TRUE HOOP: Nitpicking aside, rings are a dumb way to measure talent. Every decade, thirty teams play, and they each have a coach. That’s 300 seasons of coaching. Are you telling me that, out of those 300 years, only ten seasons were really good? Do we know that Tom Thibodeau, George Karl and Gregg Popovich were lacking this season? The truth of the matter is that you can coach essentially perfectly and not win a title — the title does more than select the best. It selects the best who are also lucky. Mike Brown had five seasons as the Cavaliers’ head coach. He had poorly constructed one-star rosters every single year, and still managed a 42-29 record in the playoffs and a trip to the Finals. Over the same period, Gregg Popovich’s Spurs have been 37-28 in the playoffs, with one Finals appearance and a title. Phil Jackson is in a class by himself of course, and has won two titles and another conference championship over those same years. But even he has managed only a mildly better playoff record than Brown, at 50-29 compared to 42-29. Entirely unfair, but worth noting: When Jackson coached a “superstar and a bunch of scrubs” roster like Brown had in Cleveland, the Lakers lost in the first round both times.
THE BASKETBALL JONES: Kris Nathan Humphries and Kimberley Noel Kardashian would like to announce their engagement. Kim, daughter of the late Robert Kardashian and the remarried Kris Jenner (not weird that her fiancé and mom have the exact same name, so shut up), is a famous person who is on TV shows, sells branded versions of whatever people will buy, and was once named the ninth hottest female by a men’s magazine for high schoolers. Kris, son of William and Deborah Humphries, is a power forward for the New Jersey Nets who is known for his resemblance to Taylor Lautner, almost winning the Sixth Man of the Year once, and being OK with everyone calling him “Hump.” The couple enjoy looking at each other, frolicking in the water while wearing small swimsuits, and watching the E! network.
RIDICULOUS UPSIDE: Unfortunately, (Kalin) Lucas isn’t currently projected to be drafted in most NBA mock drafts as he’s ranked as the 79th best prospect according to ESPN’s Chad Ford and 94th by Jonathan Givony of Draft Express. Fortunately, he only needs one team to fall in love with him in order to be drafted and the Pistons could be just the ticket. Lucas faces an uphill battle because he played four seasons at a major program, unlike the other players at this workout, and most NBA decision-makers have probably already made their mind up on what they think he can (and can’t) do at the next level. What can Lucas do at the next level? Win, for one, as the Spartans went 115-30 during Lucas’s four years on the team while making it out of the first round of the NCAA Tournament every season. He also seems to be a good leader, fairly smart and has the ability to control the pace of the basketball; in other words, he’s a floor general. Lucas is also adept at running the pick-and-roll and seems comfortable in transition.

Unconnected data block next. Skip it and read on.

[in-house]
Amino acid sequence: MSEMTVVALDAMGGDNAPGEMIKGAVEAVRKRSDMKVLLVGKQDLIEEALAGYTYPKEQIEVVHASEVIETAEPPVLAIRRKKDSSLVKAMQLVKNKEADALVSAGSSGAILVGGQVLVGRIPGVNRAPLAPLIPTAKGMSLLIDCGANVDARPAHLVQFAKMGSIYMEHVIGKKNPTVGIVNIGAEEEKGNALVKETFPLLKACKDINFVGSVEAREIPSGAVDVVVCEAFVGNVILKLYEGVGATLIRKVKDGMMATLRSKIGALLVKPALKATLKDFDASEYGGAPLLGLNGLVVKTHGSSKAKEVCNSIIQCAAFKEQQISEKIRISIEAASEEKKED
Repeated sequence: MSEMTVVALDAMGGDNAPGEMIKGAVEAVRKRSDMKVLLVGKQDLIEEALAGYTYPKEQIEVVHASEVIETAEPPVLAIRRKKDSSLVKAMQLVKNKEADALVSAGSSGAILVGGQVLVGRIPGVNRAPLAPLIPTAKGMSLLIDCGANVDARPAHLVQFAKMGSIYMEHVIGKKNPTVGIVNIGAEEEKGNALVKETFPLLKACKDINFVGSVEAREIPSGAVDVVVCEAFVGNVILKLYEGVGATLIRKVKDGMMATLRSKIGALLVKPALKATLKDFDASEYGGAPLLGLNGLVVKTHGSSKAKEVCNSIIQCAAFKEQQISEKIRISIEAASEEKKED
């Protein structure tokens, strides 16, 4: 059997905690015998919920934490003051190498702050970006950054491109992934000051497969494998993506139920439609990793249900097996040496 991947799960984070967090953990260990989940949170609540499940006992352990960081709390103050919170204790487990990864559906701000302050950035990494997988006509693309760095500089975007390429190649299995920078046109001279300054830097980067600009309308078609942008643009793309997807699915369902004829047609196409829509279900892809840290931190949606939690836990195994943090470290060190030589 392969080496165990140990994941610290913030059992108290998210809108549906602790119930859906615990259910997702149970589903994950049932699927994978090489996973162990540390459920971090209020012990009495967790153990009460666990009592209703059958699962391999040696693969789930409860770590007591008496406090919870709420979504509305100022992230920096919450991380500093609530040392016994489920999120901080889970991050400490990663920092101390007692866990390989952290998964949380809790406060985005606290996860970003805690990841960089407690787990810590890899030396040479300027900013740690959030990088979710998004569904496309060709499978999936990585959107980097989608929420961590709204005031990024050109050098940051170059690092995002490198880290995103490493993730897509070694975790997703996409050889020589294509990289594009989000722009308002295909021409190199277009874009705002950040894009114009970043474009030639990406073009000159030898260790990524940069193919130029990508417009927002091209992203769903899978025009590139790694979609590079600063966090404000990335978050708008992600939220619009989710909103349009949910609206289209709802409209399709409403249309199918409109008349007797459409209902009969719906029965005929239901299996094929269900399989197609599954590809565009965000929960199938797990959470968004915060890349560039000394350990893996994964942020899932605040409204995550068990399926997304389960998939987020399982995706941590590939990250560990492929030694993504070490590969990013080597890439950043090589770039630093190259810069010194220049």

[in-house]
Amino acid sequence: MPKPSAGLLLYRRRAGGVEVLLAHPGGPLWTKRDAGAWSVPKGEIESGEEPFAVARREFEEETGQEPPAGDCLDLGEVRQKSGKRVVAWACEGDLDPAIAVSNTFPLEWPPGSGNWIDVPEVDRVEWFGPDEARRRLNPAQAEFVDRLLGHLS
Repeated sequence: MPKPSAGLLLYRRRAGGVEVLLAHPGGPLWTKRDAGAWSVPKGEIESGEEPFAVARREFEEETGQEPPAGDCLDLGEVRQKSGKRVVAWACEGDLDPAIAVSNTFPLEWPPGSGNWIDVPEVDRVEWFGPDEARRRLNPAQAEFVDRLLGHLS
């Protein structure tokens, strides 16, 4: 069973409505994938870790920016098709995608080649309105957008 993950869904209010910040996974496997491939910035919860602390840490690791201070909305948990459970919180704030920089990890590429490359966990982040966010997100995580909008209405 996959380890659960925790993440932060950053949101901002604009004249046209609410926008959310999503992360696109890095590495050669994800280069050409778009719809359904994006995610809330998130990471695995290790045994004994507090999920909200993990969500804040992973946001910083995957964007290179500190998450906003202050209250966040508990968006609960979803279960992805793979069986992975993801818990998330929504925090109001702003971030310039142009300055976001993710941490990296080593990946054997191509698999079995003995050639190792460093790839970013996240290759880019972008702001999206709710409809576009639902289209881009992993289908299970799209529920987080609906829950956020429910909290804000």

BALL DON’T LIE: There are few sights as exciting on a basketball court as a player crossing over his defender to get space for an open jumper or drive. It’s a move of simultaneous power, agility, intelligence, and skill. It has revolutionized the game over the past few decades, giving smaller players a tool to become some of the best scorers in the league. It’s a technique worthy of documentation, as well, so Bedel Saget and Xaquin G.V. put together this handy video for the website of The New York Times. It’s a fascinating look at the play, full of interviews and highlight videos of notable practitioners from Pearl Washington to Tim Hardaway to Allen Iverson. This is almost certainly the best basketball video you’ll see today.